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Posted on April 22nd, 2014, by

M.S. (2011). Culture and economy: watching rich people on TV. The Economist Blogs, 26 April. Retrieved from                                                                                                  http://www.economist.com/blogs/democracyinamerica/2011/04/culture_and_economy.

This blog review of M.S. (2011) is discussing the perception disruptions produced by watching popular television dramas. In particular, the author claims that the results of recent Gallup survey, showing that most upper-income people (earning over $250,000) still don’t realize they are not the average middle class, is directly linked to the median household as it is depicted on popular TV dramas. On the one hand the author seem to be unreasonable focuses at only one illustration of this basing upon Parenthood television drama, but on the other hand, M. S. (2011) clearly shows that the existing distortion between TV and real life economy, as well as makes a strong point on most popular culture element being concentrated mainly on the economic elite. Similarly to Beck (2010), the author refers to the 19th century novels’ characters, but regarding the discussed aspects, finds that contemporary dramas now move much far from showing real proportions of American society.

 


Reed, J. (2003). Beleaguered Husbands and Demanding Wives: The New Domestic Sitcom. The American Popular Culture Website. Retrieved from http://www.americanpopularculture.com/archive/tv/domestic_sitcoms.htm.

The online magazine article by Reed (2003) is centered around the context produced by modern domestic sitcoms. The author claims that the majority of shows depict traditional marriages with masculinity and femininity roles performed in conservative ways. The strongest side of the study lies its relying on historical perspective of domestic melodramas starting from 1950’s in order to trace the ongoing changes. Thus, Reed (2003) claims that contemporary shows tend to demonstrate crucial shifts in their response to cultural shifts over the past forty years. In particular, similarly to Seltzer (2012), the article discusses the aspects of feminism and women representation in drama series, as well as touches upon changes in gender relationships. Though Reed’s (2003) concept of post-feminist family television is somehow contradicting her main point that domestic sitcoms mainly depict traditional roles, the author is reasonable in explaining how popular dramas reinscribe the terms of femininity, masculinity, heterosexuality and domesticity in terms of the cultural functions.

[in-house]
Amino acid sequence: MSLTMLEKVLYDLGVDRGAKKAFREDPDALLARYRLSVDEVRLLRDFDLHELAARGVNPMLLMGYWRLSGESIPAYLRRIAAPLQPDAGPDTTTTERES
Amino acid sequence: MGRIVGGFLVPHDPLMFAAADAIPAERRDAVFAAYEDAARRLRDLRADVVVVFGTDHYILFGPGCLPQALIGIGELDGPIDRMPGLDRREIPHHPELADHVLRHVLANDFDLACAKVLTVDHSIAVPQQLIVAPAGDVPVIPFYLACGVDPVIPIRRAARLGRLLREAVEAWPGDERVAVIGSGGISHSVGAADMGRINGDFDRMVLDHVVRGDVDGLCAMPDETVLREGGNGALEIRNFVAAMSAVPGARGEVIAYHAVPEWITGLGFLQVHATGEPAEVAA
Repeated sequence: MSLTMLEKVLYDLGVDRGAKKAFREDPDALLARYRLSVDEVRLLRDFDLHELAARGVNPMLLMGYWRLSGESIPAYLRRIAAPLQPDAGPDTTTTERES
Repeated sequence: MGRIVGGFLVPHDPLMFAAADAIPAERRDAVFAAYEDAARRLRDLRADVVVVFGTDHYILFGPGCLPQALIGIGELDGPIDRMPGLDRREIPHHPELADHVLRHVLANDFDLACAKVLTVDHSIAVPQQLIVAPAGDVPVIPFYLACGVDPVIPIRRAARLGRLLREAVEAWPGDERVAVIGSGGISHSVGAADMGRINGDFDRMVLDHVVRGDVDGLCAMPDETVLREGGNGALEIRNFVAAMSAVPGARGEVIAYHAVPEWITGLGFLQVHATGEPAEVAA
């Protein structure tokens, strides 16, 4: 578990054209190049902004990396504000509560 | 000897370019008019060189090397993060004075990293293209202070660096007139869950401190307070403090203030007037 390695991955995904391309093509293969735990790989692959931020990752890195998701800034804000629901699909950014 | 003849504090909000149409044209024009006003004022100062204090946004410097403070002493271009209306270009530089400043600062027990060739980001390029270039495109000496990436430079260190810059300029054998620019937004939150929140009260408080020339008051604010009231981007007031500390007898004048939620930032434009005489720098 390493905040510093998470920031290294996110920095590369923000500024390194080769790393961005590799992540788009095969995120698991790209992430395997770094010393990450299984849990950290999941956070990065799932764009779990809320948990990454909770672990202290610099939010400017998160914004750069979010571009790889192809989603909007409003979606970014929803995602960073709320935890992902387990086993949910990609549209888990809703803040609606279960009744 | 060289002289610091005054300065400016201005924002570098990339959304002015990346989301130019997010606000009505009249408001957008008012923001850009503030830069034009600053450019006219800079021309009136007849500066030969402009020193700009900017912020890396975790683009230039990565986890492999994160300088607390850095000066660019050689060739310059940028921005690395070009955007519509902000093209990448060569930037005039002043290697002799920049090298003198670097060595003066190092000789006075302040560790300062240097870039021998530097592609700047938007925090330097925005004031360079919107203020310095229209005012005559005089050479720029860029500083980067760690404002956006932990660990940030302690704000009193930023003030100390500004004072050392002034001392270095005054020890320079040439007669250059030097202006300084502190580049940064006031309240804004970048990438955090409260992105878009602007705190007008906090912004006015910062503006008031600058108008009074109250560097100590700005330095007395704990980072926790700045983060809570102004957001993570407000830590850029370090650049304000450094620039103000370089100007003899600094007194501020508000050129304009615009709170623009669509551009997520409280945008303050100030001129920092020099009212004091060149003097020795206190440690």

Richardson, K. (2010). Multimodality and the study of popular drama. Language and Literature, 19 (4), pp. 378-395.

Viewing popular film and television dramas as influential factors of sociocultural sphere formation, this peer-reviewed journal article focuses at the assessment of drama dialogues stylistics, emphasizing the multimodal character of modern popular dramas. Widening our understanding on the aspects that might until recent time have been obstructing similar studies, Richardson (2010) demonstrates effectual drama dialogues logocentric studies that certainly represent a deep penetration into approaching the multimodality through utilization of a variety of linguistic analyses and contextual semiotics methods. However, logocentric perspective is also exposed to certain provisions relating to the particular aims of the study (which is, though, realized by the researcher). In general, the stylistic analysis of television dramas dialogues is closely related to the study of messages in the media by Glover’s et al. (2011) and Geraghty (2010).

 

Seltzer, S. (2012). Audiences Can Be Color Blind. The New York Times Opinion Pages: Room for Debate Blogs, 17 August. Retrieved from http://www.nytimes.com/roomfordebate/2012/04/25/minorities-in-movies-and-television/tv-audiences-can-be-color-blind.

Being a journalist specializing in popular culture, in her blog review Seltzer (2012) focuses at the issues of race representation quotas demonstrated by US television dramas, claiming that while contents about racial minorities are mainly promoted to their representatives, contents with regular white characters are advertized to everyone. Seltzer’s strong point lies the position that viewers factually tend to be in search for a mirror, trying to see their own and their lives’ reflections in television dramas, and therefore the norm of racially neutral heroes representation gains crucial importance. On the other hand, the author is not clear enough in whether her analysis regards colored women or colored men representation, or even whether the point is generally on rather gender or race quotas. Besides, the article could be seen as biased in many aspects, as it lacks statistical proofs. Although, similarly to Reed (2003), Seltzer (2012) puts the reasonable ideas that contemporary popular television dramas with multimillion audience is now playing the important role in social contexts by broadening the comprehension of the human nature, arousing compassion and breaking even the most deep-rooted stereotypes.

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